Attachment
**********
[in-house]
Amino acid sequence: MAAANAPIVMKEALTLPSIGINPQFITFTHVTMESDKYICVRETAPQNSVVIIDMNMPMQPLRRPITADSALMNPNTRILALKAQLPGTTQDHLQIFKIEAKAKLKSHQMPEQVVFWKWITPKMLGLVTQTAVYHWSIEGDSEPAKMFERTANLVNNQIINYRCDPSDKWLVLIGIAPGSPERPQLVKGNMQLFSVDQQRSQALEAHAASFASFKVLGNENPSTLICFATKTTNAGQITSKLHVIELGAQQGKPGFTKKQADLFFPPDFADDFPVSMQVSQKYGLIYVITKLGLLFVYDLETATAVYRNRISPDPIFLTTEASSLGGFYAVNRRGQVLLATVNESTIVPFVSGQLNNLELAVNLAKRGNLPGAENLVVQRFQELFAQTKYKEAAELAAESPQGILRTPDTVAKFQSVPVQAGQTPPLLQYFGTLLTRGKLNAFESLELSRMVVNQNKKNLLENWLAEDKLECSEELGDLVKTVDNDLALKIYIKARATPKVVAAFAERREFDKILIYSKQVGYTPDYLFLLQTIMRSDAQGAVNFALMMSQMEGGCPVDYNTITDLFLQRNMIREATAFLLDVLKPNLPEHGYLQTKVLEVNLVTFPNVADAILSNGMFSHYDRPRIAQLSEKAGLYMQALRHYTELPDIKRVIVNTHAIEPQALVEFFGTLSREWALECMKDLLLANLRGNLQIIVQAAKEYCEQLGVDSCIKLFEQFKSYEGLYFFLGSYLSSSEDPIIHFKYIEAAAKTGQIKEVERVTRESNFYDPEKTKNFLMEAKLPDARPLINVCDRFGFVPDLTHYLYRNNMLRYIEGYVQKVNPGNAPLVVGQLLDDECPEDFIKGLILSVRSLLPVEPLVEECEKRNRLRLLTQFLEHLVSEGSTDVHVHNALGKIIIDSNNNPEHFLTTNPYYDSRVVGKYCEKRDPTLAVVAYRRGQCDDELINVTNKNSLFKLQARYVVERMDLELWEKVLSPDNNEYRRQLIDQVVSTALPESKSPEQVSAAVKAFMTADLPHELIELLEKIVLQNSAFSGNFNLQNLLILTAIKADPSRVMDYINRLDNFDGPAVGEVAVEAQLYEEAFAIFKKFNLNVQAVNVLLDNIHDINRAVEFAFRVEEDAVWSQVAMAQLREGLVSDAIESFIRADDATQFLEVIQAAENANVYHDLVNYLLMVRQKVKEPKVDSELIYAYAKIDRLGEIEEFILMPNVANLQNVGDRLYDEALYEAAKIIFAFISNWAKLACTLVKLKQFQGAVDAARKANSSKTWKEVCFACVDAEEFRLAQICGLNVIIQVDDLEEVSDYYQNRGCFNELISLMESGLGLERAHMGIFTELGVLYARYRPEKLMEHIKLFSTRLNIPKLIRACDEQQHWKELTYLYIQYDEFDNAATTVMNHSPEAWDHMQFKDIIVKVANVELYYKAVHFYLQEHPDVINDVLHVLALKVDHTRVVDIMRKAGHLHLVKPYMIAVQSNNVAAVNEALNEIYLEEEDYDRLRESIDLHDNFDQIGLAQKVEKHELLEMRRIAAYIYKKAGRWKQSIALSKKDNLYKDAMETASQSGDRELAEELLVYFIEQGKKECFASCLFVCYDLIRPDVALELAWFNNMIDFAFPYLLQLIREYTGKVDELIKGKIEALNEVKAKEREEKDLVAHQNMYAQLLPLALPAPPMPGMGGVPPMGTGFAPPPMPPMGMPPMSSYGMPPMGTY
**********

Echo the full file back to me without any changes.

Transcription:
[in-house]
Amino acid sequence: MAAANAPIVMKEALTLPSIGINPQFITFTHVTMESDKYICVRETAPQNSVVIIDMNMPMQPLRRPITADSALMNPNTRILALKAQLPGTTQDHLQIFKIEAKAKLKSHQMPEQVVFWKWITPKMLGLVTQTAVYHWSIEGDSEPAKMFERTANLVNNQIINYRCDPSDKWLVLIGIAPGSPERPQLVKGNMQLFSVDQQRSQALEAHAASFASFKVLGNENPSTLICFATKTTNAGQITSKLHVIELGAQQGKPGFTKKQADLFFPPDFADDFPVSMQVSQKYGLIYVITKLGLLFVYDLETATAVYRNRISPDPIFLTTEASSLGGFYAVNRRGQVLLATVNESTIVPFVSGQLNNLELAVNLAKRGNLPGAENLVVQRFQELFAQTKYKEAAELAAESPQGILRTPDTVAKFQSVPVQAGQTPPLLQYFGTLLTRGKLNAFESLELSRMVVNQNKKNLLENWLAEDKLECSEELGDLVKTVDNDLALKIYIKARATPKVVAAFAERREFDKILIYSKQVGYTPDYLFLLQTIMRSDAQGAVNFALMMSQMEGGCPVDYNTITDLFLQRNMIREATAFLLDVLKPNLPEHGYLQTKVLEVNLVTFPNVADAILSNGMFSHYDRPRIAQLSEKAGLYMQALRHYTELPDIKRVIVNTHAIEPQALVEFFGTLSREWALECMKDLLLANLRGNLQIIVQAAKEYCEQLGVDSCIKLFEQFKSYEGLYFFLGSYLSSSEDPIIHFKYIEAAAKTGQIKEVERVTRESNFYDPEKTKNFLMEAKLPDARPLINVCDRFGFVPDLTHYLYRNNMLRYIEGYVQKVNPGNAPLVVGQLLDDECPEDFIKGLILSVRSLLPVEPLVEECEKRNRLRLLTQFLEHLVSEGSTDVHVHNALGKIIIDSNNNPEHFLTTNPYYDSRVVGKYCEKRDPTLAVVAYRRGQCDDELINVTNKNSLFKLQARYVVERMDLELWEKVLSPDNNEYRRQLIDQVVSTALPESKSPEQVSAAVKAFMTADLPHELIELLEKIVLQNSAFSGNFNLQNLLILTAIKADPSRVMDYINRLDNFDGPAVGEVAVEAQLYEEAFAIFKKFNLNVQAVNVLLDNIHDINRAVEFAFRVEEDAVWSQVAMAQLREGLVSDAIESFIRADDATQFLEVIQAAENANVYHDLVNYLLMVRQKVKEPKVDSELIYAYAKIDRLGEIEEFILMPNVANLQNVGDRLYDEALYEAAKIIFAFISNWAKLACTLVKLKQFQGAVDAARKANSSKTWKEVCFACVDAEEFRLAQICGLNVIIQVDDLEEVSDYYQNRGCFNELISLMESGLGLERAHMGIFTELGVLYARYRPEKLMEHIKLFSTRLNIPKLIRACDEQQHWKELTYLYIQYDEFDNAATTVMNHSPEAWDHMQFKDIIVKVANVELYYKAVHFYLQEHPDVINDVLHVLALKVDHTRVVDIMRKAGHLHLVKPYMIAVQSNNVAAVNEALNEIYLEEEDYDRLRESIDLHDNFDQIGLAQKVEKHELLEMRRIAAYIYKKAGRWKQSIALSKKDNLYKDAMETASQSGDRELAEELLVYFIEQGKKECFASCLFVCYDLIRPDVALELAWFNNMIDFAFPYLLQLIREYTGKVDELIKGKIEALNEVKAKEREEKDLVAHQNMYAQLLPLALPAPPMPGMGGVPPMGTGFAPPPMPPMGMPPMSSYGMPPMGTY